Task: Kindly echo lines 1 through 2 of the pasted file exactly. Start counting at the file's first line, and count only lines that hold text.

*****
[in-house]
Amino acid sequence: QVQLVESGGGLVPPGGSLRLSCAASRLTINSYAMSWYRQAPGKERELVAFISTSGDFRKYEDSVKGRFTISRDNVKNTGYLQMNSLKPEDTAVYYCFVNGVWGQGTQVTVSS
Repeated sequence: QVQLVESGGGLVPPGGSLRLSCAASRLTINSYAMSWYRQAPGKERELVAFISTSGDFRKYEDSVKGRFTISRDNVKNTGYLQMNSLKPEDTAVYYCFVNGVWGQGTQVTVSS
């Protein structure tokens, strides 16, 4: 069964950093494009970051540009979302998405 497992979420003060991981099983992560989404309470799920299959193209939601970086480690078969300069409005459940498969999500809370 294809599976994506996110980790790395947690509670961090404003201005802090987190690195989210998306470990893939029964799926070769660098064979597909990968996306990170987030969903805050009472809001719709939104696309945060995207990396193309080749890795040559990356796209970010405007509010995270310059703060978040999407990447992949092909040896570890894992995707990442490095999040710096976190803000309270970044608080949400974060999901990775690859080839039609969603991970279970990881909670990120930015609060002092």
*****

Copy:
[in-house]
Amino acid sequence: QVQLVESGGGLVPPGGSLRLSCAASRLTINSYAMSWYRQAPGKERELVAFISTSGDFRKYEDSVKGRFTISRDNVKNTGYLQMNSLKPEDTAVYYCFVNGVWGQGTQVTVSS